Tony Vagneur: Saddle Sore
The Aspen Times
Aspen, CO Colorado
We were a little spoiled, coming from the big town of Aspen, but hell, maybe linen tablecloths aren’t de rigueur in all of the world’s finest restaurants. We’d been eating dust all week, watching some of California’s best thoroughbred colts, dancing and climbing up the backs of their pony horses, fighting the necessity to become “broke;” riding through magnificent, lush country, past orange grove after hay field; and unwittingly enjoying the last vestiges of that verdant area before crushing growth smothered it.
The big boss had promised us a dinner in town, and true to his word, we traipsed into the finest that sleepy little Murrieta had to offer. Formica-encased tabletops were about as fancy as it got, sitting over a linoleum floor, and a whiskey and water or an old-fashioned, take your pick, came in a tall water glass.
The next afternoon, we loaded up my buddy’s mare (left previously in Murrieta to be bred), and headed home, through a circuitous route difficult to decipher in my mind. Cresting the Mojave Desert shelf and glimpsing the lights of Vegas in the distance, we took on a euphoric, although subdued and bleary-eyed countenance, thinking of the horse stalls we knew to exist behind a big-strip casino and the promise of a good night’s sleep.
Through youthful miscalculation, the beer we’d been drinking left us dog tired and news that the hotel had torn down the stalls in favor of miniature golf or some other notion of equally ridiculous substance left us without a game plan. The hotel manager directed us to a nearby fairgrounds, complete with horse stalls, but the humongous bug populations creeping around underneath the bedding convinced us to keep our headlight beams piercing the night sky.
Trying to sleep alongside a busy highway, in the back of a pickup truck, isn’t the best of worlds, and when a couple of semis pulled in, their diesels rattling at idle (necessary for the continuation of sleeper cab air conditioning, I guess), we moved on.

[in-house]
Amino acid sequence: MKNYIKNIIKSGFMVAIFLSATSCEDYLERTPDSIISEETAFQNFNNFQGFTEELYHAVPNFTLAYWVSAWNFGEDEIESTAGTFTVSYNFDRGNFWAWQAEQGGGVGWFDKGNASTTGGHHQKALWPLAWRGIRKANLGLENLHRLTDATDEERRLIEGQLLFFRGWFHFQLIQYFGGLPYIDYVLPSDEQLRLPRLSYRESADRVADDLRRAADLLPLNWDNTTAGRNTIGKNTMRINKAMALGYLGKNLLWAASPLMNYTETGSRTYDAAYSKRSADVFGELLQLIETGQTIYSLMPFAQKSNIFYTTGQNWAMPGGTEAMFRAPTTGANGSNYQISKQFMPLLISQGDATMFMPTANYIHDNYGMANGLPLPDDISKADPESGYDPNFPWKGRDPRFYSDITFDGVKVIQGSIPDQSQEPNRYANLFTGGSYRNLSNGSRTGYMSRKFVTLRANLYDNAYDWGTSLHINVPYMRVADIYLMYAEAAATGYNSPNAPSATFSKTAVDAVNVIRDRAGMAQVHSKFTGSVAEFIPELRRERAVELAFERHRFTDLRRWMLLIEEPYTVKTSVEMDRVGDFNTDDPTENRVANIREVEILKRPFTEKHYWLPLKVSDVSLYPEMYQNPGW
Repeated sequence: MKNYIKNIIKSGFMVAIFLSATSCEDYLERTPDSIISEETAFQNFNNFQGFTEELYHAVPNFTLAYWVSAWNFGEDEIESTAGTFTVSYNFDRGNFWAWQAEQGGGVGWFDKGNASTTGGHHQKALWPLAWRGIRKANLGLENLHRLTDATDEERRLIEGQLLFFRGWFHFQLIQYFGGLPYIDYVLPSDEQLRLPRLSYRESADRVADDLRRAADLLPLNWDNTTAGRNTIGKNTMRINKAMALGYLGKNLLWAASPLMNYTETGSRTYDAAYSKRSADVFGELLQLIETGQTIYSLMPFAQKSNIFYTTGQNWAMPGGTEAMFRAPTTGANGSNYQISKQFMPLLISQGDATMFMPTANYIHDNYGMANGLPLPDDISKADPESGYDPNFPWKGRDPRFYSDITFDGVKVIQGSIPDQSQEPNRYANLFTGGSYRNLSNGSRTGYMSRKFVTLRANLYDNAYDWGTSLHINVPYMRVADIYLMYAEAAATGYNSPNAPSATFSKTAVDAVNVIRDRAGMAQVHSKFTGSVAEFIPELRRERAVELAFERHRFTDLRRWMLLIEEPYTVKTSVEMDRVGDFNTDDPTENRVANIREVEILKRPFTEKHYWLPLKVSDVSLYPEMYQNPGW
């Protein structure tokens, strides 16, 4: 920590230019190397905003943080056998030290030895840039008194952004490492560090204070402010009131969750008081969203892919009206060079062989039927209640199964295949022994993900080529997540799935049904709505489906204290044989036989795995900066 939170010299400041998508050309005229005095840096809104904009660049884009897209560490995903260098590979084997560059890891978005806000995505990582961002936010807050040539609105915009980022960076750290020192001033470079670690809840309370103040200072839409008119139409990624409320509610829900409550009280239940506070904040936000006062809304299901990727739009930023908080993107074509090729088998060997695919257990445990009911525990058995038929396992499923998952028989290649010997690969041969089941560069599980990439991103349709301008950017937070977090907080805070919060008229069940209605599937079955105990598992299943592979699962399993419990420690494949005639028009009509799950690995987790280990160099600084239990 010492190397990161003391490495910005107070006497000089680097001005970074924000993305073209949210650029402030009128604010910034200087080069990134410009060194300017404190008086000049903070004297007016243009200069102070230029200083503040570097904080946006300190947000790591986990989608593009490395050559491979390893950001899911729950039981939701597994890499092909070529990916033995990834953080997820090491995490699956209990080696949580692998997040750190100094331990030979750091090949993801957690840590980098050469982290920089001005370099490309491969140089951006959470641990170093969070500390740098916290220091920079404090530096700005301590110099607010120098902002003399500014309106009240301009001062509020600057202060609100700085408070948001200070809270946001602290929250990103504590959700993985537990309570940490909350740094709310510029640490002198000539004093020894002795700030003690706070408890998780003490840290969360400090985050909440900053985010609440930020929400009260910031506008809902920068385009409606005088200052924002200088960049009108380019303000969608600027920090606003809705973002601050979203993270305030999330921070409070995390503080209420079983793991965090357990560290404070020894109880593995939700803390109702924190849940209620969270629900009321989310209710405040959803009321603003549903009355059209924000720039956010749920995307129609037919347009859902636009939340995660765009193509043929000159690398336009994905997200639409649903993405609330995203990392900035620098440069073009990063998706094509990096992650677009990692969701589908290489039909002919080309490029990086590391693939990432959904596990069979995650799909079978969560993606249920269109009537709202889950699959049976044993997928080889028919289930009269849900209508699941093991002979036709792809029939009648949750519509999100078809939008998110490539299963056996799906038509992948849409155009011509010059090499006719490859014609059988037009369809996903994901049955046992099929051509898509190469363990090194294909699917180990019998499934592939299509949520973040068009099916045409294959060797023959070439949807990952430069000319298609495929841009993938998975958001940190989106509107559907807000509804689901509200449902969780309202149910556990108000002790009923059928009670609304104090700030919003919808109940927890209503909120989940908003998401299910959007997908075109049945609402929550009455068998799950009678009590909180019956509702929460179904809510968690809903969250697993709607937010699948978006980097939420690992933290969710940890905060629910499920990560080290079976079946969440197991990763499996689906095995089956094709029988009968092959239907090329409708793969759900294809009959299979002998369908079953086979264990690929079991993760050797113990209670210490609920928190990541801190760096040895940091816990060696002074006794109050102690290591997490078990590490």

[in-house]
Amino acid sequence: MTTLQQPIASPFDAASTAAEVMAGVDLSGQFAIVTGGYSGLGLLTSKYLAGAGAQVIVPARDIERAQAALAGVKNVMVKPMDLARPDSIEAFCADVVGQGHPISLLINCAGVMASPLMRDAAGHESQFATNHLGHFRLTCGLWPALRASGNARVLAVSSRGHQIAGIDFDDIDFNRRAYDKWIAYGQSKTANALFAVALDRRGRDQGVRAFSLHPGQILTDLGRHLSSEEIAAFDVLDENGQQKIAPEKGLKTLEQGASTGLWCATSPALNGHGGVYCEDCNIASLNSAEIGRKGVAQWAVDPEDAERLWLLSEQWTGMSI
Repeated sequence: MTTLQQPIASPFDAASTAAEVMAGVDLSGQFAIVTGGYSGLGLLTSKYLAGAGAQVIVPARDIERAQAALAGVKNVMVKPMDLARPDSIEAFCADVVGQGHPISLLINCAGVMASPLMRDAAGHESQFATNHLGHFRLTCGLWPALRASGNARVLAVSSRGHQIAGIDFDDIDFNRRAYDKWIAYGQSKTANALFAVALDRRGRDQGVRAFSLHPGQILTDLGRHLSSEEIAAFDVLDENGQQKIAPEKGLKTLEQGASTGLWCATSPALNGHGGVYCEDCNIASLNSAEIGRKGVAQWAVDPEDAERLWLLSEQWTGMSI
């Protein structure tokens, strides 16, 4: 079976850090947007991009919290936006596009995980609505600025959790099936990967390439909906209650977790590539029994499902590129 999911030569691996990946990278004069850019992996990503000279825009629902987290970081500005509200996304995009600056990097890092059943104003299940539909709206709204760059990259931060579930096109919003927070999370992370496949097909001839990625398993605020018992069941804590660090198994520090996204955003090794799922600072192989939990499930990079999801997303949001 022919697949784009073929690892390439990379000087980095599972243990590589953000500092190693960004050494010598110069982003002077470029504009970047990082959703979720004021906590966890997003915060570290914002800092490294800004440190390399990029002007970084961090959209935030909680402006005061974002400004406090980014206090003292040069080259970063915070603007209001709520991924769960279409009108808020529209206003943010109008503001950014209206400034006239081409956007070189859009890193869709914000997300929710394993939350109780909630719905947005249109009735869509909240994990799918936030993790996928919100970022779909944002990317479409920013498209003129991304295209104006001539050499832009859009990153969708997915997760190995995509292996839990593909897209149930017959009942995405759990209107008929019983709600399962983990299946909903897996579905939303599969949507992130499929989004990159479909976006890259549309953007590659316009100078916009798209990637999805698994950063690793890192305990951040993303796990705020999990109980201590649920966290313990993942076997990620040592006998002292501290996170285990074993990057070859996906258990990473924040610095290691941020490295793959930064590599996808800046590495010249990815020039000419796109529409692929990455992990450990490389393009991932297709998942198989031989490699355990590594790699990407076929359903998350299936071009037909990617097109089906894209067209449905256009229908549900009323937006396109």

A deserted road somewhere in the flat landscape served as a good campsite, with room to feed and water the mare alongside the horse trailer. First light seemed to come almost immediately, and off to the side, about a hundred yards away and previously unseen in the black of night, was a corral, perfect for keeping our horse, had we known it was there.
Headed north on 91 for untold hours, we eventually decided we couldn’t go on without more sleep and pulled into a small town with a spreading cottonwood just off Main. The July sun was beating down, and not only did we need some shade, the mare might have needed it more. And, by some stroke of good luck there was a small corral just off the huge tree, perfect for the horse to stretch out and move around a bit.
This wasn’t a town on the tourist track, not even a cafe, so first we went to the tiny police station to inform the only occupant, a steely-eyed kid seemingly used to oddities, of our mission. “That’s good to know,” he said. “I’ll keep folks from bothering you, then.” Snoozing away the afternoon in a strange town with out-of-state license plates isn’t a good idea in a tight-knit, deeply religious community, not without explaining yourself.
Murrieta, with 1,500 population in the late ’70s when we were there, now numbers over 100,000. The thoroughbred farm is long gone, as are the orange groves and open fields. Highway 91, a lonely road on which we seldom saw another vehicle, apparently disappeared up our tailpipe and was soon replaced by the Interstate 15 corridor.
Las Vegas has always been a land unto itself, but the saddest part, I reckon, is the old cottonwood just off Main, in a town without a restaurant. The ligneous desert impostor, ravaged by desolate winds and scarce water, finally gave way to the march of time, and like an age-old middle-fingered salute to a dying West, a shiny new McDonalds sits across the way.
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The past sneaks up on us in the strangest of ways, and I don’t mean bounty hunters flashing those “Wanted: Dead or Alive” posters in our faces.